SONIA: I believe many women have a tremendous sense of obligation and duty whether it’s making sure the children are happy and successful (whatever success might be to you) or ensuring the household is functioning despite the loads of laundry piling up! Although the poems you refer to deal with women during an ancient time period, this theme of obligation and duty is still very much present in modern life. Women are almost expected to sacrifice their own needs for the sake of family even in this day and age where a lot more women are working outside the home and in demanding jobs. Just like men are taught that they should be able to support a family financially, the sense of obligation is often instilled in women if not directly but indirectly. It is also important to recognize the struggles many women endure. On the outside, some women might appear they have everything together but they could be struggling silently. We all make sacrifices for the people we love. But can we find a balance between fulfilling our own dreams while still helping our families? I certainly believe it is possible and millions of women can attest to this, whether they are famous writers or professionals or stay-at-home moms who are making a huge difference in their own ways. It might not be easy, but it is possible with encouragement and faith.
It is also important to recognize the struggles many women endure.
MO: Your poems starring the poet Bashō speak to his essence beautifully. How do you see his influence in Japanese culture translating today, and worldwide?
SONIA: Before I went to Japan, I knew nothing of Bashō. I discovered him when I visited Matsushima, a breathtakingly beautiful place in the Miyagi Prefecture. This group of islands was very close to the town where I was living and working. In Matsushima, I had a photograph snapped with a papier-mâché of the Japanese haiku master. I found a translated copy of his haiku and I was taken by his poetry immediately. I think his influence in Japanese culture is still boundless because his haiku capture the beauty of Japan and all its nature has to offer. You don’t have to live in Japan to understand the impact of Bashō’s simple yet powerful haiku that, in a way, are gentle reminders that life doesn’t have to be so busy, so rushed. We can slow down and appreciate the beauty around us – be it a gorgeous sunrise or sunset or a fellow human exchanging a smile with you. Reading Bashō is a lesson in patience, humility and respect. We must respect the earth and our fellow human beings. In his haiku, Bashō turned the ordinary into extraordinary with just a few strokes of moving words. We can learn a lot from reading his work because he teaches us to stand still and observe life around us and to remember that we are all connected regardless of social status or cultural differences.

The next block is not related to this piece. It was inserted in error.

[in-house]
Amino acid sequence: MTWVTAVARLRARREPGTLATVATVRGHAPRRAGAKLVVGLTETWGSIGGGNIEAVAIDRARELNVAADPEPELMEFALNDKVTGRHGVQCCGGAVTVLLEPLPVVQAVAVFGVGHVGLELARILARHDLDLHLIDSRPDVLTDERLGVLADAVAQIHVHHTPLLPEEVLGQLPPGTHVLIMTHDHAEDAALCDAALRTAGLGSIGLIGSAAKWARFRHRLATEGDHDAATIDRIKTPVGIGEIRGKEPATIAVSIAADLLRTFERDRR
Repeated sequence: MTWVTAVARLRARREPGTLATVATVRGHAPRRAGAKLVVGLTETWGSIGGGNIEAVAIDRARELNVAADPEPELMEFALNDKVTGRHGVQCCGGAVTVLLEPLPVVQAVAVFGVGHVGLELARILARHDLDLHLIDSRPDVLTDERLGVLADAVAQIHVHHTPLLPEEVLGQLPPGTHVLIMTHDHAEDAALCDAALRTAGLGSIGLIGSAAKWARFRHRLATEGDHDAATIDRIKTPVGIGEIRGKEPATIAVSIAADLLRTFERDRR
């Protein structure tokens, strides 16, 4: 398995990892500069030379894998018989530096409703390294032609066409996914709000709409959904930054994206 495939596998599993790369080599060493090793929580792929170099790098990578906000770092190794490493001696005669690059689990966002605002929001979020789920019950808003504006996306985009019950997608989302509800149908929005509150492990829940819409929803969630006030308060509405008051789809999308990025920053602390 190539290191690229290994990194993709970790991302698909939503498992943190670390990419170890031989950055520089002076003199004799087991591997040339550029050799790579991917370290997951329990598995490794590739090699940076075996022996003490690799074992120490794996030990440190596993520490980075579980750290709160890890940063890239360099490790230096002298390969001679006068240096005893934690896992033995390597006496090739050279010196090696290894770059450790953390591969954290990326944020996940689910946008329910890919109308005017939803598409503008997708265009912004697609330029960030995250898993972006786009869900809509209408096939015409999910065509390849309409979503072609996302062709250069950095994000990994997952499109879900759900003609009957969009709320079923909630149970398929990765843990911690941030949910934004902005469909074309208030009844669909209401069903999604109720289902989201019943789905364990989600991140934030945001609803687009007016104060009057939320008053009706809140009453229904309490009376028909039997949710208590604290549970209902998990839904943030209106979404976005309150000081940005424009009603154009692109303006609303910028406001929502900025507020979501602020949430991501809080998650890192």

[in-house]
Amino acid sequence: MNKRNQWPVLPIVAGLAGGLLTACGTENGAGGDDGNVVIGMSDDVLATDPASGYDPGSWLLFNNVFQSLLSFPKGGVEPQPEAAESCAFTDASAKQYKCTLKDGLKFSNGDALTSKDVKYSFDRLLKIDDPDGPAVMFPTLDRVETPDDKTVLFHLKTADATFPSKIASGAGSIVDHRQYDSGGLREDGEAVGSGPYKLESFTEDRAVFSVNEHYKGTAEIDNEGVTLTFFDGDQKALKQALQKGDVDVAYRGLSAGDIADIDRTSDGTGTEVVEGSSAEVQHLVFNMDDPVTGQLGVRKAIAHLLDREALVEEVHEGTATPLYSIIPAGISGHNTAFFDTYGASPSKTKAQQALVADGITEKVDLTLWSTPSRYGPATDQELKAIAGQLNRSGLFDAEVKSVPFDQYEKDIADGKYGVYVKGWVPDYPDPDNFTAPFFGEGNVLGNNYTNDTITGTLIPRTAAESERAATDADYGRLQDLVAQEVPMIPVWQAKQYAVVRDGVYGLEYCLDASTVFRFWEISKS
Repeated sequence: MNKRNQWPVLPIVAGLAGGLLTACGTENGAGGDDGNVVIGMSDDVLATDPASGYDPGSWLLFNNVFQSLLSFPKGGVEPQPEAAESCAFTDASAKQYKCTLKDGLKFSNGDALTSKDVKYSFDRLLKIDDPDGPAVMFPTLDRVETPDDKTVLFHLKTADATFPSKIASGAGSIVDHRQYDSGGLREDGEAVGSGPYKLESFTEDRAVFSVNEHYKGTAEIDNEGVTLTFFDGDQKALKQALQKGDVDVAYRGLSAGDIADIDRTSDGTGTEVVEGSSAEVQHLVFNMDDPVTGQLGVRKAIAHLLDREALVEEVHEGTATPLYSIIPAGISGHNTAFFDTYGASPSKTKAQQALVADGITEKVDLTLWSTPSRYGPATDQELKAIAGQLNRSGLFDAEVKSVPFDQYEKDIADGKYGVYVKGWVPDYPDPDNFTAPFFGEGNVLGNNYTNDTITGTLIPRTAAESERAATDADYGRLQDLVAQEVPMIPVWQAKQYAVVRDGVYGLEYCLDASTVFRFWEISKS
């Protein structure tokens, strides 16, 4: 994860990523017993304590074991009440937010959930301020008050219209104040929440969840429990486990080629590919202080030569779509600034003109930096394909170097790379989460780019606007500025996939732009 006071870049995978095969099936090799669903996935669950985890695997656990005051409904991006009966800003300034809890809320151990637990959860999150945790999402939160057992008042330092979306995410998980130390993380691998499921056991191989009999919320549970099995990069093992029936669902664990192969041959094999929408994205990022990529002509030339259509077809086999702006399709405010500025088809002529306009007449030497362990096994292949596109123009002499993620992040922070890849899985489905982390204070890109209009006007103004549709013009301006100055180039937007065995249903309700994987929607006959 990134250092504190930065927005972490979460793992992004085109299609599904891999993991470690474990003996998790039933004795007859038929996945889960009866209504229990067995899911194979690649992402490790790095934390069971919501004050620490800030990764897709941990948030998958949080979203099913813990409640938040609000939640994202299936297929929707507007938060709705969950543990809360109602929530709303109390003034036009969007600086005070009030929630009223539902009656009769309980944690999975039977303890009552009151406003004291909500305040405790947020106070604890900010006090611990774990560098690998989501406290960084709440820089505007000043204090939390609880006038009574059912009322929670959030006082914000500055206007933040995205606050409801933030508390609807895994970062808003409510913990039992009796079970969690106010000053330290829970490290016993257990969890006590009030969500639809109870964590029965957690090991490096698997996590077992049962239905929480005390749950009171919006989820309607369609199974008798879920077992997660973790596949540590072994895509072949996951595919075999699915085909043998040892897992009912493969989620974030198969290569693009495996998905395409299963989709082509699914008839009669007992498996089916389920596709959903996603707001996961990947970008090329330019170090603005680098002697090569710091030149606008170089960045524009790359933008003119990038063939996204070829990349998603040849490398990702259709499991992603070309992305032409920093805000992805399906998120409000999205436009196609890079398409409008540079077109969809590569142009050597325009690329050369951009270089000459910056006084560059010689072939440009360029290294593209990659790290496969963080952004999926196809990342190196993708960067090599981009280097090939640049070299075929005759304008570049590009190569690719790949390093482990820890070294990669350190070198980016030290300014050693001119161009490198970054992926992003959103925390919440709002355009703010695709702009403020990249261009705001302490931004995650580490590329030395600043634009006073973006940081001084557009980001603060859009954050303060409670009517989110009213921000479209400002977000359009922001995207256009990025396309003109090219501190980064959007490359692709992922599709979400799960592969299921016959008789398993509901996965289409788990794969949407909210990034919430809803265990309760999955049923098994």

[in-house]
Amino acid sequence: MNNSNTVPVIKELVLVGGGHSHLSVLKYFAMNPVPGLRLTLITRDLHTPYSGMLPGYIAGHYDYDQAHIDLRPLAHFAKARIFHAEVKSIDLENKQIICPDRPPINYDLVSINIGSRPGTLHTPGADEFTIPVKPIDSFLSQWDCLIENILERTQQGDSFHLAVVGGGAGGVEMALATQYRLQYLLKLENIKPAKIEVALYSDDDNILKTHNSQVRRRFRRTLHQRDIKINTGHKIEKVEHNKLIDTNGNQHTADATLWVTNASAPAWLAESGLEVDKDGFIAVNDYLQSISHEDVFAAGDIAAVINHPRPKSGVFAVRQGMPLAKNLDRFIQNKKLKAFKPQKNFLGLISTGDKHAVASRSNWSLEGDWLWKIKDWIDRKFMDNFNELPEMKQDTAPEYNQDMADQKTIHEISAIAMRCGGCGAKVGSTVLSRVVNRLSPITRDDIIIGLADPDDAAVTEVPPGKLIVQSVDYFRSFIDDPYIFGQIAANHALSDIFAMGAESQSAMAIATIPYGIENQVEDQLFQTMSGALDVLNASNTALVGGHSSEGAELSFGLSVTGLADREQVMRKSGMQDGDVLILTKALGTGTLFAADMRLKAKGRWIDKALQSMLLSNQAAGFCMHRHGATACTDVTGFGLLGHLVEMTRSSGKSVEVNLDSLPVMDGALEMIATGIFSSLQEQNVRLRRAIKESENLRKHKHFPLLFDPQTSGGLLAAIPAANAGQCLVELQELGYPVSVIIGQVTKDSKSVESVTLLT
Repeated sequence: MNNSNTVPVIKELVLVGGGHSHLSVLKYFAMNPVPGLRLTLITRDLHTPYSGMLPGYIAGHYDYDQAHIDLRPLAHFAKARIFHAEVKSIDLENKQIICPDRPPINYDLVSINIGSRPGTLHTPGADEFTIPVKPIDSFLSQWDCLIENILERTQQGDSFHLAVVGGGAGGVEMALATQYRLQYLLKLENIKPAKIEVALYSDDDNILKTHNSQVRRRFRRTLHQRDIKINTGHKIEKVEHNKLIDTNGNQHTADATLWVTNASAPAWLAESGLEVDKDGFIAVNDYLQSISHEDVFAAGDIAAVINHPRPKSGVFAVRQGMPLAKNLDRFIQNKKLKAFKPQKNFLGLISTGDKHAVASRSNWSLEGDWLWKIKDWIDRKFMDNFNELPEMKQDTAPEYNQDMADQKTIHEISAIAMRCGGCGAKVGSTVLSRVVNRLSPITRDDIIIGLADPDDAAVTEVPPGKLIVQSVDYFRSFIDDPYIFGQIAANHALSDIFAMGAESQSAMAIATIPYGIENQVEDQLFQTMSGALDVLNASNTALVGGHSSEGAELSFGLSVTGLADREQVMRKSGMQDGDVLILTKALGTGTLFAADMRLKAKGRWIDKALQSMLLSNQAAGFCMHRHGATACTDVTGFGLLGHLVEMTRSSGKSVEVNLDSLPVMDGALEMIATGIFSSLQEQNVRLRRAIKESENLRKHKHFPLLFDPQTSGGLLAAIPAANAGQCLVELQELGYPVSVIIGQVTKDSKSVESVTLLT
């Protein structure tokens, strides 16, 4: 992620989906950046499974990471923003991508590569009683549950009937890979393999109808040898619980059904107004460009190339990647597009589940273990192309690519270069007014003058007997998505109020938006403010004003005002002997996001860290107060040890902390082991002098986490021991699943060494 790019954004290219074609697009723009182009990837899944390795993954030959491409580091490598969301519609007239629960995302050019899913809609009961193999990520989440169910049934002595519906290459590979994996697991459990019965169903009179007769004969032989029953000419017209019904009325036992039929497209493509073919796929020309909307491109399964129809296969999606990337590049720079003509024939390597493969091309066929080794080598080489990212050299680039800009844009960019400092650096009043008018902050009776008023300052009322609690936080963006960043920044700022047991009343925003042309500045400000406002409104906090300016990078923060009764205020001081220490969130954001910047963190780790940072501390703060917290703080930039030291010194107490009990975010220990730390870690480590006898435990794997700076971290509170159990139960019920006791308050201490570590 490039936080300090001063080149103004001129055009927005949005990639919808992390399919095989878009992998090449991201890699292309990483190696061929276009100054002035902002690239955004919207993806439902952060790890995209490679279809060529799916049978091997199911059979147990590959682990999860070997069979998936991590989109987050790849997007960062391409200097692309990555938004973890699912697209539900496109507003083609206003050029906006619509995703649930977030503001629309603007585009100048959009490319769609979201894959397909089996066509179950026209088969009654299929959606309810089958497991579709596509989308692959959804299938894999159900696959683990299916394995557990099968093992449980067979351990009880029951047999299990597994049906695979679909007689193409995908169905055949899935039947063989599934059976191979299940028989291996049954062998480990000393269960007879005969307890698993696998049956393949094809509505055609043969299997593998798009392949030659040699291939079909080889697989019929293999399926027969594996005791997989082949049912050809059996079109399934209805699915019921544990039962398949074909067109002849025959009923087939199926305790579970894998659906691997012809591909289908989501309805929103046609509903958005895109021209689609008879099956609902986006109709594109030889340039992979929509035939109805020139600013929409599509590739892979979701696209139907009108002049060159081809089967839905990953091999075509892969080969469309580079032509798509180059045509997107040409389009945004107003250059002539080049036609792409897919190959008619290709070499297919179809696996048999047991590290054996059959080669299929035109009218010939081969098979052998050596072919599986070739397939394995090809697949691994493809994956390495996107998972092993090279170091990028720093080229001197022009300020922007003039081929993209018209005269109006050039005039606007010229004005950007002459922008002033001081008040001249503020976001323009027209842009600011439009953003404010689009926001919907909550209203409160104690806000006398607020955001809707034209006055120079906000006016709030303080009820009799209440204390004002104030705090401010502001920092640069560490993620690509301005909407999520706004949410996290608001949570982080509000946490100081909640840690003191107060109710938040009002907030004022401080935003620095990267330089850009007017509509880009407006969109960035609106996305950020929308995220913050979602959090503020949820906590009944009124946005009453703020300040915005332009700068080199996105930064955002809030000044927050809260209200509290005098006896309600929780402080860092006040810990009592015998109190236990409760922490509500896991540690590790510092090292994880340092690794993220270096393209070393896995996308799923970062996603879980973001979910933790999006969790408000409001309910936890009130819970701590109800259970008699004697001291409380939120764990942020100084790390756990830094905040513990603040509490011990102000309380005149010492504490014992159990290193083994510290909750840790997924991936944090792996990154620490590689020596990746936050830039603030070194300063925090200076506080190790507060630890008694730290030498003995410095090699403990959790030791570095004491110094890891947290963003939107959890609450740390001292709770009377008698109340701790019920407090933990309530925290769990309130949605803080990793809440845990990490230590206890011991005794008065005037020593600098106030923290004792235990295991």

She removed the man’s yukata, / heavy makeup / until he was as light and sad / as a kokeshi doll…”
MO: There is a delicate sensuality running through your poems, as well as themes of love and of desire. “Listen to the world this way; / eyes shut tightly, feet slightly apart,/ arms open as if embracing gods, a beloved, or a banana tree.” Which is your favourite sensual scene from one of your poems, and why?
SONIA: “She removed the man’s yukata, / heavy makeup / until he was as light and sad / as a kokeshi doll” from the poem “Geisha Meet Onnagata”. I find this scene so touching because it shows the man’s vulnerability and this vulnerability is necessary when opening up to another person. By removing the man’s summer kimono and heavy makeup, the woman sees who he really is and in turn he feels free to be himself. There is such longing in these few lines, too. And, of course, sadness. But sharing one’s sadness with another can be very healing.
MO: Time plays an important role in your work, and season-hood. We see cherry blossoms, say goodbye in “Another farewell”, and notice that “back home trees do not weep pink, but fling gold, crimson and orange on paved streets.” How many hours a day do you write, and how many seasons does it take for you to complete a book of poetry?
SONIA: Mo, I love how you think in terms of seasons! I am very disciplined when it comes to my writing schedule. I wake up at four in the morning (luckily, I’m an early bird!) and write for about an hour or two before my day job. I also write for about an hour in the evenings if I don’t have other commitments that day. On the weekends, I write more, sometimes up to five hours. The first draft of a poetry collection can be completed in four seasons, winter being my most productive season because it can be so darn cold in Ottawa! The rewriting might take a couple more seasons. Autumn is a lovely time for introspection and some of my best ideas come while taking long walks and shuffling fallen leaves.